MLB

At 42, Bartolo Colon delivering in relief for Mets in postseason

NEW YORK, NY - OCTOBER 13: Bartolo Colon #40 of the New York Mets reacts in the sixth inning against the Los Angeles Dodgers during game four of the National League Division Series at Citi Field on October 13, 2015 in New York City. (Photo by Mike Stobe/Getty Images)

NEW YORK, NY - OCTOBER 13: Bartolo Colon #40 of the New York Mets reacts in the sixth inning against the Los Angeles Dodgers during game four of the National League Division Series at Citi Field on October 13, 2015 in New York City. (Photo by Mike Stobe/Getty Images)

Bartolo Colon has provided the Mets with clutch relief performances this postseason. Mike Stobe Getty Images

At an age when most players have hung up their cleats, Bartolo Colon is as nimble as ever, thriving while adapting to a new role as a reliever for the Mets in the postseason.

Statistics indicate that the 42-year-old right-hander has a 4.50 ERA with five strikeouts in four innings, but Colon, who notched 14 wins for New York as a starter this season, has been extremely valuable to the Mets this postseason.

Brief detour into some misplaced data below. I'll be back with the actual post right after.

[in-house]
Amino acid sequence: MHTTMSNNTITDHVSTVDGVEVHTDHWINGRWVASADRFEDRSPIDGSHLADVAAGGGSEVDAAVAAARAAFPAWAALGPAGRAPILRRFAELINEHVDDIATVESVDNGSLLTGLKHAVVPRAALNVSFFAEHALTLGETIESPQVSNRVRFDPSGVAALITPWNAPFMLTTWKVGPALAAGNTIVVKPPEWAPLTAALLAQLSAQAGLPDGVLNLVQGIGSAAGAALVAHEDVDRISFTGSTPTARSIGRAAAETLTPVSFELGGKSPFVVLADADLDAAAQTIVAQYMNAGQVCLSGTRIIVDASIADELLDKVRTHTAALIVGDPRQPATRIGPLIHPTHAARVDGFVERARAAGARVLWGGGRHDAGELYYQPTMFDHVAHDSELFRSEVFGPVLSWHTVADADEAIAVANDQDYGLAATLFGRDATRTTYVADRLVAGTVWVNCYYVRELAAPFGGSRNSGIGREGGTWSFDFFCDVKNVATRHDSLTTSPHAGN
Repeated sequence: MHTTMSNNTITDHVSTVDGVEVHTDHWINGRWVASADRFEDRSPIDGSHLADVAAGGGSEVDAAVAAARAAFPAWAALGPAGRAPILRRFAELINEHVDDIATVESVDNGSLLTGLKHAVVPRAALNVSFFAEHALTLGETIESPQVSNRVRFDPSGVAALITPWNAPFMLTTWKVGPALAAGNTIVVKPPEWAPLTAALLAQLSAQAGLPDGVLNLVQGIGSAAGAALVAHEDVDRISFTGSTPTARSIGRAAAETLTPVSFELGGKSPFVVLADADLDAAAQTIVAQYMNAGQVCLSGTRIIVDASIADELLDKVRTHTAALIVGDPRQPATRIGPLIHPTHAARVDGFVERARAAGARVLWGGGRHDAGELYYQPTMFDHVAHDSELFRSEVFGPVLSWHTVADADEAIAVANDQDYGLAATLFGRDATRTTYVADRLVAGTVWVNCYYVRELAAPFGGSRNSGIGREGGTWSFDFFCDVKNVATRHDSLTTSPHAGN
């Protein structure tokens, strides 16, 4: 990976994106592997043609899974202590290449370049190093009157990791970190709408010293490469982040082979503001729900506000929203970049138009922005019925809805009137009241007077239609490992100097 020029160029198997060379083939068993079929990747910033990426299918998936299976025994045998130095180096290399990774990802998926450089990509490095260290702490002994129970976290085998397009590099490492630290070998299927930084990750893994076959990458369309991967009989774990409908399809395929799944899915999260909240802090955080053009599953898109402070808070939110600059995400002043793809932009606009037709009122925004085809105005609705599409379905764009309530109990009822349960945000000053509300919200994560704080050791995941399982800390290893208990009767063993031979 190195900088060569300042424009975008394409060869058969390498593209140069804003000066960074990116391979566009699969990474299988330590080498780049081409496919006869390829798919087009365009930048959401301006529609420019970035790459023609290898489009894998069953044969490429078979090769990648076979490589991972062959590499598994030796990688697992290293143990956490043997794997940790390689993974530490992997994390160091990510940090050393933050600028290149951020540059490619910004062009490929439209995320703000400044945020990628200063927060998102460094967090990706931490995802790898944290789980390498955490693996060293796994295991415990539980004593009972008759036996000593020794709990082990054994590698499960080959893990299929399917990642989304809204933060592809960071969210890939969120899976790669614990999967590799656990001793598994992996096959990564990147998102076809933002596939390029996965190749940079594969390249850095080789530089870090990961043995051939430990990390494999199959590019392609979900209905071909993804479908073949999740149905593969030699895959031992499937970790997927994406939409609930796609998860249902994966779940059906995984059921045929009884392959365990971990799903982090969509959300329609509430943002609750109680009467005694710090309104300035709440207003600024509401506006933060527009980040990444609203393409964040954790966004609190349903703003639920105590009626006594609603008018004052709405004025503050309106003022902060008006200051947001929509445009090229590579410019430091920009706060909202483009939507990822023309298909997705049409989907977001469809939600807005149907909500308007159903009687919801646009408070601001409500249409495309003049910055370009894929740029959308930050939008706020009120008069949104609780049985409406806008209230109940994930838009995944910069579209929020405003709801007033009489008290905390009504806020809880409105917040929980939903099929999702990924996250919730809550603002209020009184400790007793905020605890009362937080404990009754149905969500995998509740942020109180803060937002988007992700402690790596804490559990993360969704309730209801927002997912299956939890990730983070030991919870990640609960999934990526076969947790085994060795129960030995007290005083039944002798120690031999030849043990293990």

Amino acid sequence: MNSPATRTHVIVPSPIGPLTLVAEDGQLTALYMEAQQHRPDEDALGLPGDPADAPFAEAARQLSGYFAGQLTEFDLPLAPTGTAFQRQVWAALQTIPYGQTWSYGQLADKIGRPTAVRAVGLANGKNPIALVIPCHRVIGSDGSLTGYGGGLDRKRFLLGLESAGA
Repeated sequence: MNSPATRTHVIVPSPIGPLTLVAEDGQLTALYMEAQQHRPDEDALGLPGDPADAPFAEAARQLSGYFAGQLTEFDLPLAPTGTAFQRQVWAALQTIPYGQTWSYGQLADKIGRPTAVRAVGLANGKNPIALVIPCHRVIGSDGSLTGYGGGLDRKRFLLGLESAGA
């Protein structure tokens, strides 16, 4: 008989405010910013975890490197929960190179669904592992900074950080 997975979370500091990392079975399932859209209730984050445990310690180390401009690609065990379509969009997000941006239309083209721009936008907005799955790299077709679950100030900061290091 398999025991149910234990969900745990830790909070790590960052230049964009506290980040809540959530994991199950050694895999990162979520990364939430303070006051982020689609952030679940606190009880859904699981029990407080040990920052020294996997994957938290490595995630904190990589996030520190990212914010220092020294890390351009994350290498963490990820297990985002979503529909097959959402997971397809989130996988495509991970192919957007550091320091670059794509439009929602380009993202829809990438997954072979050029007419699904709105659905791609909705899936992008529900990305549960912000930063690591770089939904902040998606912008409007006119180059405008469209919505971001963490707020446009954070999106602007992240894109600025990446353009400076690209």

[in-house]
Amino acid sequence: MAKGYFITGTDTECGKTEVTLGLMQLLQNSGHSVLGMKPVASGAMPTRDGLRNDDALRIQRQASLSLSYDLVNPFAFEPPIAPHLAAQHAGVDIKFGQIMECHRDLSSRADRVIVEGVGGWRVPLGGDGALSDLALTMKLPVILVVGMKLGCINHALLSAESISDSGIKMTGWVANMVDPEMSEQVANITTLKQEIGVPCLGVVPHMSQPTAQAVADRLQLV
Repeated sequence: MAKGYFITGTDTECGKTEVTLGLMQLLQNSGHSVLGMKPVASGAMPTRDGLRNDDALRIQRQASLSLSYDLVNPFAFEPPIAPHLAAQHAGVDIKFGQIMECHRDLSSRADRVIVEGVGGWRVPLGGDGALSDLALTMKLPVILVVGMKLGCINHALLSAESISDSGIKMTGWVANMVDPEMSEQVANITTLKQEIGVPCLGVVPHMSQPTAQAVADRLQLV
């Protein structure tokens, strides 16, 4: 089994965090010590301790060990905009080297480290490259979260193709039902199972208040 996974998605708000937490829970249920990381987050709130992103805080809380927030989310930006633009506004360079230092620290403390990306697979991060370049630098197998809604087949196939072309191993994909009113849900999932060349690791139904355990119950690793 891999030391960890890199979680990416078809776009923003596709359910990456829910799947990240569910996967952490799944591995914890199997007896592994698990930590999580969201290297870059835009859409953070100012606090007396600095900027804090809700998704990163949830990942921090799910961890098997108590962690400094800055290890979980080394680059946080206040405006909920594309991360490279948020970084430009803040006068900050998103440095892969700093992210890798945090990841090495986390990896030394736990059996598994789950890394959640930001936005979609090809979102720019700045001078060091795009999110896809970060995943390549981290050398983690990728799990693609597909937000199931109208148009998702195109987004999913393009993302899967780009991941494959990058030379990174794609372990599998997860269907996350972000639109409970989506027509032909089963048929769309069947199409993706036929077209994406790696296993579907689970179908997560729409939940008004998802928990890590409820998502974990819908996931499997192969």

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"Any time you mention Bartolo Colon's name, it's the same," manager Terry Collins said. "He pounds the strike zone, keeps the ball down for the most part, fields his position -- all the things you want done."

Barring an inconsequential home run he gave up to Dodgers first baseman Adrian Gonzalez in the Mets' 13-7 rout of Los Angeles in Game 3, and a run he was charged with in the controversial seventh inning of Game 2, Colon has been practically unhittable, as he displayed on Tuesday.

In Game 4 in New York, the 18-year veteran made easy work of the Dodgers after replacing rookie starter Steven Matz in the sixth inning.

With a wicked tailing fastball and pinpoint accuracy, Colon made easy work of the Dodgers in the sixth and seventh innings, striking out two batters and finishing his outing with 26 pitches.

"I've seen him, both games come in, big smile on his face," Collins said. "He likes to pitch. He loves to pitch. He doesn't care, doesn't bother him a lick.

"He's going to give up hits. … But he just throws strikes. He's never going to change. He can pitch, for 42 years old, he's the same guy. He's got command of his stuff. You know they are going to put the ball in play. The three strikeouts [Monday] night were a little freakish. But if we catch the ball, he's going to be OK."

The Mets can only hope Colon's sturdy relief continues on the other side of the country as they take on the Dodgers for a decisive Game 5 in Los Angeles on Thursday.